Main Indicators 201920202021 (e)2022 (e)2023 (e)
GDP (billions USD) 581.25835.35e1,081.381,136.681,189.10
GDP (Constant Prices, Annual % Change) -6.83.4e2.52.02.0
GDP per Capita (USD) 6,9819,92812,72513,24313,717
General Government Gross Debt (in % of GDP) 47.939.5e33.633.334.2
Inflation Rate (%) 34.636.440.132.327.5
Unemployment Rate (% of the Labour Force) 10.69.610.010.510.8
Current Account (billions USD) 3.75-0.7113.9211.2311.78
Current Account (in % of GDP) 0.6-0.11.31.01.0

Source: IMF – World Economic Outlook Database, October 2021

Note: (e) Estimated Data

Main Sectors of Industry

Iran has a labour force of 26.8 million out of its 84 million population (World Bank data, 2022). Agriculture contributes 12.8% of the GDP, employing 17.4% of the active population. Only 9% of the land is arable and primitive farming methods remain prevalent. The main crops are pistachios (world's largest producer), wheat, rice, oranges, tea and cotton. Illicit cultivation of opium poppy is fairly common.

The industrial sector employs 31.4% of the workforce and contributes 30.6% of the GDP (World Bank 2022). Iran's industry is spearheaded by the hydrocarbon industry as the country is rich in mineral resources, mainly oil (4th largest proved crude oil reserves in the world) and gas (2nd place in reserves in the world), copper, lead, zinc, etc. Nevertheless, Iran's crude oil production, which rose gradually in the aftermath of the nuclear agreement, has fallen drastically since 2018 following the implementation of American sanctions on this sector, and it reached the lowest level since the 1980s in July 2019 (International Energy Agency). While the effects of the coronavirus have been severe, Iran has escaped the worst impact of the oil price collapse. This was due to the drop in oil exports caused by the Trump administration's 'maximum pressure' campaign (IAI). The textile industry is the second most important after the oil sector. Other major industries include sugar refining, food-processing, petro-chemicals, cement and construction. Traditional handicrafts, such as carpet weaving and ceramics manufacturing, silk and jewellery are also vital to the economy.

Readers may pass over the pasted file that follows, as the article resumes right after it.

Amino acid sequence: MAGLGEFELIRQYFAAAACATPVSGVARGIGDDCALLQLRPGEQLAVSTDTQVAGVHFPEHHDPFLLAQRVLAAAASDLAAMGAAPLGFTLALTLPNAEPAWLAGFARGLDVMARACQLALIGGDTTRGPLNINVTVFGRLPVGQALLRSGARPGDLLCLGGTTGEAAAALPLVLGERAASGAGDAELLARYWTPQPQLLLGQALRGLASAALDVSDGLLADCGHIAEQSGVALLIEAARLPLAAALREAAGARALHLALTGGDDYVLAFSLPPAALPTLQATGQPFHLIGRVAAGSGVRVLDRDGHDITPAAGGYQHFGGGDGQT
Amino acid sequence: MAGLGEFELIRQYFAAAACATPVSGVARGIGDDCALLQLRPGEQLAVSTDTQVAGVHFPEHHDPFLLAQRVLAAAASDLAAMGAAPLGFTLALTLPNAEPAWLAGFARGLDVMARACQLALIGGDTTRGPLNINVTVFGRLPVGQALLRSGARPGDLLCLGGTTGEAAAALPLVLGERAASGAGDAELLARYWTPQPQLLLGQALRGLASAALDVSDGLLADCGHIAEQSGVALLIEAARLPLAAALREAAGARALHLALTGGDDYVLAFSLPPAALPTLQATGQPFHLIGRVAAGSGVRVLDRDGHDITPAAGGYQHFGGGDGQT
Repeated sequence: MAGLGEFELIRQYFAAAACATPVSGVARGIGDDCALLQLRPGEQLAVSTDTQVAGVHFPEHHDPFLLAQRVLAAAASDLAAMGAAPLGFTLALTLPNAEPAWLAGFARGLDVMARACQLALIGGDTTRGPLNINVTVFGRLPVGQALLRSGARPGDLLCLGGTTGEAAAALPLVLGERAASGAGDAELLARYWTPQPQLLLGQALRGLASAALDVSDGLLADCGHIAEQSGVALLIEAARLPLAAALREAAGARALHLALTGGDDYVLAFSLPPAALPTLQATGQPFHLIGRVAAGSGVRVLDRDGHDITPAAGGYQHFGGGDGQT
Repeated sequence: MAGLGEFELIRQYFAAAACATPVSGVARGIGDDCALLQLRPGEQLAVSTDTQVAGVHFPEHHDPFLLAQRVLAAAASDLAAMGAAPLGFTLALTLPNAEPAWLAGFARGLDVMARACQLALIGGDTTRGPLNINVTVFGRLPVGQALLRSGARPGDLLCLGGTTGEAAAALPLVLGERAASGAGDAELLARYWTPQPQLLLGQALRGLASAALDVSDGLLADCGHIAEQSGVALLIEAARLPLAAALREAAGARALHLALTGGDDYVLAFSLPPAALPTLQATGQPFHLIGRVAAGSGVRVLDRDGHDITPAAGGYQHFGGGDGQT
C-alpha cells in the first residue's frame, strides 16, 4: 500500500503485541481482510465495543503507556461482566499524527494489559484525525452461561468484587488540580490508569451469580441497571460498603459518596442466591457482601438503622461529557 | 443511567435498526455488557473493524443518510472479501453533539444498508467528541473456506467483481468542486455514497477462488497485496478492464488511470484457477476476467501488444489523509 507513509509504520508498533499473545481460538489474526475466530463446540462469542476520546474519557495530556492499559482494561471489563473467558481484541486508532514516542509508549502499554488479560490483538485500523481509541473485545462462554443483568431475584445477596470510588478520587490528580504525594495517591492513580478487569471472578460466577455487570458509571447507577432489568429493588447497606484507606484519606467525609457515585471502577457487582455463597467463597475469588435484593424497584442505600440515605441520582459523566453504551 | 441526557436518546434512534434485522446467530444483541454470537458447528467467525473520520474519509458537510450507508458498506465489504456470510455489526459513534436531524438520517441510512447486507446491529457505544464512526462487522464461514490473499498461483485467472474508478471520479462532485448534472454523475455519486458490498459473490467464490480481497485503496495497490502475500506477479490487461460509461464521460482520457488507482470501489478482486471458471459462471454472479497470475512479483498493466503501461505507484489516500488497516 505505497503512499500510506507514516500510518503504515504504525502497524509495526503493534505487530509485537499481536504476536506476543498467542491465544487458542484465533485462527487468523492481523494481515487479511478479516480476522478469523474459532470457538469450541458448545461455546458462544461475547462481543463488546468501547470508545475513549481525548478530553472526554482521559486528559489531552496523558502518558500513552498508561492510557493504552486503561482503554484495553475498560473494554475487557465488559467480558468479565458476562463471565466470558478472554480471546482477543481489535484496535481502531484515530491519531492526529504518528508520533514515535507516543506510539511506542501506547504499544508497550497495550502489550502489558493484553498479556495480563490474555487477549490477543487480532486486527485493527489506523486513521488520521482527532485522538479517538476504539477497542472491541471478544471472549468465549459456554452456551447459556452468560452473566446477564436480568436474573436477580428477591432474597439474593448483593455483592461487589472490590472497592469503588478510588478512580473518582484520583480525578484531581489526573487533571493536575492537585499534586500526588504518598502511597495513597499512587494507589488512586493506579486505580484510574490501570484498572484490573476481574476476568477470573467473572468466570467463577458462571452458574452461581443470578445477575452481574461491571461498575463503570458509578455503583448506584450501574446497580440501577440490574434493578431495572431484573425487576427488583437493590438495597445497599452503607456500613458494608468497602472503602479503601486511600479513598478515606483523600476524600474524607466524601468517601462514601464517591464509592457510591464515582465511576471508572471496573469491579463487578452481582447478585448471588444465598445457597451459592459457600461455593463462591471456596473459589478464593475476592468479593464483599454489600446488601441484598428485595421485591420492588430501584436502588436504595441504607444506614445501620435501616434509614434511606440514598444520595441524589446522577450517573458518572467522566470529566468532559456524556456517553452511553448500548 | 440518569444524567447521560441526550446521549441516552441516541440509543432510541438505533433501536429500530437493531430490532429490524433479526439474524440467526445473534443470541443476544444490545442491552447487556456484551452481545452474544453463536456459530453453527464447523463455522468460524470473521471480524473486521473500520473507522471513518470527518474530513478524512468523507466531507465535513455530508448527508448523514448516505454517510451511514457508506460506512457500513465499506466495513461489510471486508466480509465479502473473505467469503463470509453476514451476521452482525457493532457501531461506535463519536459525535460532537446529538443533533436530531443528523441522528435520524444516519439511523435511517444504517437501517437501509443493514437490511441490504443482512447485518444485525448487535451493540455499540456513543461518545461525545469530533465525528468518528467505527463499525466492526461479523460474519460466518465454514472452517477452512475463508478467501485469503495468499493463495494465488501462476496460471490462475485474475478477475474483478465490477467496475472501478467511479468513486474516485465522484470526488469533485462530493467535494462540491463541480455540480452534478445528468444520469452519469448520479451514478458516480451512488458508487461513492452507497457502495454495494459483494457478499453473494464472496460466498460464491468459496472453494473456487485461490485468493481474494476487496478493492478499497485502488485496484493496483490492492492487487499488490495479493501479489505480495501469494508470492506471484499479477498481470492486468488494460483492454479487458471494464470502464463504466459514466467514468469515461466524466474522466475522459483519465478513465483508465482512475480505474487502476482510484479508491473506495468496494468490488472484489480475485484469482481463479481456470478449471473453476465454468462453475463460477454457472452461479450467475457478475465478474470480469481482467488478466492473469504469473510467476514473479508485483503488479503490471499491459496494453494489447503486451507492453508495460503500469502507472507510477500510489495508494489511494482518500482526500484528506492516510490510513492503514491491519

The services sector contributes to 57% of the GDP and employs 51.2% of the workforce (World Bank 2022). Tourism sector is growing despite US sanctions. Iraqi travelers, according to government data, constitute Iran's main source of tourism revenue, followed by tourists from China.

 
Breakdown of Economic Activity By Sector Agriculture Industry Services
Employment By Sector (in % of Total Employment) 17.4 31.4 51.2
Value Added (in % of GDP) 12.8 30.6 57.0
Value Added (Annual % Change) 4.0 4.3 -6.1

Source: World Bank, Latest Available Data. Because of rounding, the sum of the percentages may be smaller/greater than 100%.

 

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Indicator of Economic Freedom

Definition:

The Economic freedom index measure ten components of economic freedom, grouped into four broad categories or pillars of economic freedom: Rule of Law (property rights, freedom from corruption); Limited Government (fiscal freedom, government spending); Regulatory Efficiency (business freedom, labour freedom, monetary freedom); and Open Markets (trade freedom, investment freedom, financial freedom). Each of the freedoms within these four broad categories is individually scored on a scale of 0 to 100. A country’s overall economic freedom score is a simple average of its scores on the 10 individual freedoms.}}

Score:
47,2/100
World Rank:
168
Regional Rank:
14

Economic freedom in the world (interactive map)
Source: Index of Economic Freedom, Heritage Foundation

 

Business environment ranking

Definition:

The business rankings model measures the quality or attractiveness of the business environment in the 82 countries covered by The Economist Intelligence Unit’s Country Forecast reports. It examines ten separate criteria or categories, covering the political environment, the macroeconomic environment, market opportunities, policy towards free enterprise and competition, policy towards foreign investment, foreign trade and exchange controls, taxes, financing, the labour market and infrastructure.

Score:
3.58/10
World Rank:
79/82

Source: The Economist Intelligence Unit - Business Environment Rankings 2020-2024

 

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Actualitzacions: September 2022